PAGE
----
On 29th July 2019, the Ramani Huria (RH) summer industrial training project entered a new era of management and administration, shifting from the direct management by the Humanitarian OpenStreetMap Team (HOT) to being managed by universities, i.e. University of Dar es Salaam (UDSM), Ardhi University (ARU) and the State University of Zanzibar (SUZA) as the Tanzania Resilience Academy (RA).
The RA has established cooperation between Tanzanian universities and the University of Turku in Finland together with national and international actors interested in working on urban resilience and flooding issues. Through the RA, multiple research teams, public and private sectors, NGOs and the general public come together to solve challenges of flooding with diverse digital datasets, tools, and solutions.
Just as it was done before, the Resilience Academy will focus on capacitating university students to be able to learn by doing and participating in real projects such as the collection of digital datasets, the only difference being that it will not be a stand-alone project, but a consortium of many other partners interested in the resilience program.
Since its establishment in 2015, Ramani Huria has picked up the pace and gained the reputation of becoming the largest community mapping initiative in Africa, training over 800 students working with over 6000 community members on open community mapping, mobile data collection, the power of mapping, and how it can serve as a tool for disaster planning and management.
By helping communities to map residential areas, roads, streams, floodplains, and other relevant features, the project has brought and will continue bringing disaster prevention and response to areas that were not visible on a map—considering that the city is unplanned and some neighbourhood construction is increasing at 20% per year. The data are being used by disaster emergency response programs and organizations such as RedCross and Dar es Salaam Multi-Agency Emergency Response Team (DarMAERT)
The project also builds awareness of the need for flood prevention and risk reduction to the local level, while teaching participants valuable computer and mapping skills that they can put to use elsewhere.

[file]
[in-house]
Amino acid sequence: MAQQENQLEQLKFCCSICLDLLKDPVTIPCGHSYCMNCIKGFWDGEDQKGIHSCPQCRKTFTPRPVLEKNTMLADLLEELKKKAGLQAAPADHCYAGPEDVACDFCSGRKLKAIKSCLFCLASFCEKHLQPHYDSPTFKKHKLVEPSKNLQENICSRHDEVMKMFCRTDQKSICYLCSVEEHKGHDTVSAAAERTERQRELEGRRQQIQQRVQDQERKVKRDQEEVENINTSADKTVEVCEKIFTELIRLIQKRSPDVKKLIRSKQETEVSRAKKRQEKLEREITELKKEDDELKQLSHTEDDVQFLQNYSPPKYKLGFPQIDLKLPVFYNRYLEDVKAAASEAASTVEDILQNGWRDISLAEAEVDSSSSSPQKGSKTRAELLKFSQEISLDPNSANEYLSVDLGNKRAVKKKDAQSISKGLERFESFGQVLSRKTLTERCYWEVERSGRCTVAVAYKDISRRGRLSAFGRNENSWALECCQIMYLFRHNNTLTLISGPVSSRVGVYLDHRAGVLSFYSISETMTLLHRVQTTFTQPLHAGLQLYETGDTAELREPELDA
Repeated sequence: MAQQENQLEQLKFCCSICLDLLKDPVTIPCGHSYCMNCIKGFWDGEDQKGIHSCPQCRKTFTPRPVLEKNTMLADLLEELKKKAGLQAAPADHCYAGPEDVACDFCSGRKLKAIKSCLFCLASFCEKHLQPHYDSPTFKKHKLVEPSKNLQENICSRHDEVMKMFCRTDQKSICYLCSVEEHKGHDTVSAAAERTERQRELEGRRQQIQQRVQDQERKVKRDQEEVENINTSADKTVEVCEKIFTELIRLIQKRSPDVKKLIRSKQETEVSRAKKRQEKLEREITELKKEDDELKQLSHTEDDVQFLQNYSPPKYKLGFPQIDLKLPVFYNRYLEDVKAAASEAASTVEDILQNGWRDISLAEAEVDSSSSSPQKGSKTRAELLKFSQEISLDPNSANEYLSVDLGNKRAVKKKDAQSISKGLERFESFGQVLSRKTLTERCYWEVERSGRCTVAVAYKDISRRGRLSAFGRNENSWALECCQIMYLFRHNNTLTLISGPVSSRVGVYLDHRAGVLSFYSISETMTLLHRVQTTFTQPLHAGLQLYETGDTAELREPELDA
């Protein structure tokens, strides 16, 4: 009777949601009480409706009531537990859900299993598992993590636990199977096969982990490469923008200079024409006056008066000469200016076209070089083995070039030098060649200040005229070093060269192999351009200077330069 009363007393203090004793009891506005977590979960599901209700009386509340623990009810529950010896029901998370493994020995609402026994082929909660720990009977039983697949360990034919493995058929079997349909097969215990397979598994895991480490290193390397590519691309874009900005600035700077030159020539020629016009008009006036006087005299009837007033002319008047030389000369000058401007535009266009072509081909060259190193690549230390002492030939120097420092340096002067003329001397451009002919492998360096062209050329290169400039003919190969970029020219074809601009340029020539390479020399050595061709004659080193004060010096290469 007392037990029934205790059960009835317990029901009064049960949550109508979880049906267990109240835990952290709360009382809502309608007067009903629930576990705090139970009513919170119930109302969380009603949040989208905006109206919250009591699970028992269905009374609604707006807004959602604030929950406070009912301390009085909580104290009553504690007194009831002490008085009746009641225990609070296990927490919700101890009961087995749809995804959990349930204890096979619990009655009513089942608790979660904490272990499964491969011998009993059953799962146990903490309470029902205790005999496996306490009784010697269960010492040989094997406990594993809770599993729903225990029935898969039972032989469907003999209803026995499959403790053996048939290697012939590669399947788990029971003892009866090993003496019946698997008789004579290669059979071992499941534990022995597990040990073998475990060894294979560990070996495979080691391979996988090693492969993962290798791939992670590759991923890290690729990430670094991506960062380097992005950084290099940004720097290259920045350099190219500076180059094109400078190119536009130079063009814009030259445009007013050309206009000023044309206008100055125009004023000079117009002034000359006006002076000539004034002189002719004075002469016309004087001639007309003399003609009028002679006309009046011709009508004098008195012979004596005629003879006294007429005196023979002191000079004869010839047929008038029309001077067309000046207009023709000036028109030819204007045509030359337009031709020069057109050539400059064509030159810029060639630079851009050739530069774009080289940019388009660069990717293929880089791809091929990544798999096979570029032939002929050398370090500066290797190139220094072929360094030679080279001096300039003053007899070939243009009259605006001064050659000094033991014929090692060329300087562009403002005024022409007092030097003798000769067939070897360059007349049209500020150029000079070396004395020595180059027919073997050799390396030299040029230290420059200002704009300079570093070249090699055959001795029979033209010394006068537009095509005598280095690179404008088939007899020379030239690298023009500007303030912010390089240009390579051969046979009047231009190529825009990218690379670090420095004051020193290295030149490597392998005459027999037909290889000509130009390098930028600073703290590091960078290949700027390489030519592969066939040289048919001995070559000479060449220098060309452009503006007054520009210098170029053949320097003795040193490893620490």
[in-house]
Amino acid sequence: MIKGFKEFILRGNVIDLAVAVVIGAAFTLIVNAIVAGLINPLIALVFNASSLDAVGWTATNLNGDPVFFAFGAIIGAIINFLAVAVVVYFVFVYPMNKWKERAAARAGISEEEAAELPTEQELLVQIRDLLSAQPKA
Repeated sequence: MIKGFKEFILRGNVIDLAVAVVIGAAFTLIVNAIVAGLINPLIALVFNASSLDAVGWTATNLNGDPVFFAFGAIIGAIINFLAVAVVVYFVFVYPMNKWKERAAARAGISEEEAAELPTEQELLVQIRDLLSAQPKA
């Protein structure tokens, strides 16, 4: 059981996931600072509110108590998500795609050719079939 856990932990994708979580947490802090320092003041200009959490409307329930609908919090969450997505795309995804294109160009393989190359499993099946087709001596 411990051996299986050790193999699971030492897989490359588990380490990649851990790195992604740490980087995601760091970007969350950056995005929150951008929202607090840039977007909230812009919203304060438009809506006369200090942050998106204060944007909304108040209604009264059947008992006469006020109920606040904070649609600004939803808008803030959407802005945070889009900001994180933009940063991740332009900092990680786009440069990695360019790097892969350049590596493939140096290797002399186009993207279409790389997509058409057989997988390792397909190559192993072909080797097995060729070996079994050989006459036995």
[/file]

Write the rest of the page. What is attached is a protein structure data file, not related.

As the project is a new experience to the coordinators of the Resilience Academy, HOT is supporting the coordination in terms of organizing and training students. In this year’s industrial training, only 150 students were allocated to the program which is in contrast to last year where we had more than 600 students during the summer RH scale-up. The main reason to have fewer students is to be able to manage students properly as it is a new experience for the RA.
This number of students gives room for supervisors to provide intensive training and close follow-up on the materials disseminated together with practice in the field.
Students have their expectations from the project and the industrial training. One of the students interviewed had this to say:
‘My expectations during this training are to improve my academic career but also learn how to support my community when I graduate, especially fighting disasters like flooding. I’m specializing in drainage mapping–collecting datasets which will help us understand the flow of water in the city and support different initiatives focusing on flood reduction, by giving them reliable data’. He added ‘In general I would like to congratulate the Ramani Huria project for their amazing work in trying to help communities affected by flooding, I call for everyone out there to support the project for the present and future generations’. Humphrey Mrema–first year student, Urban and Regional Planning
Students are from different fields of study including Urban and Regional Planning, Housing and Infrastructure Planning, Regional Development Planning, Geography and Environment Studies, Computer Science, Computer Engineering and Information Technology, and Telecommunication Engineering, which will create a diverse range of expertise and the learning will be beneficial to all students and the future of the Resilience Academy.
‘This year’s industrial training, a different training is being conducted, I will specifically work with computer science students and see how we can integrate geospatial data and ICT–there is a big gap between these two fields and they have been seen as two separate independent blocks. But with the changing technology and seeing the bigger picture, there is a need to integrate them. For example, we are doing data collection, how are we going to develop tools? How are we going to automate the data cleaning process? i.e Python, scripting the tools we use in data collection, visualization, etc. one needs to have an understanding of both GIS and ICT’–Iddy Chazua, GIS and Tech lead-HOT/OMDTZ.
For the last three years, students have only been directly involved in data collection while a few did data cleaning and map production. In this phase, however, the training will be more advanced and students will be trained in a number of areas including:
Community mapping and mobile data collection: Using mobile phone applications for data collection such as OpenDataKit (ODK) Collect and OpenMapKit (OMK) and working with community members who support in the collection of information and produce an enormous amount of datasets.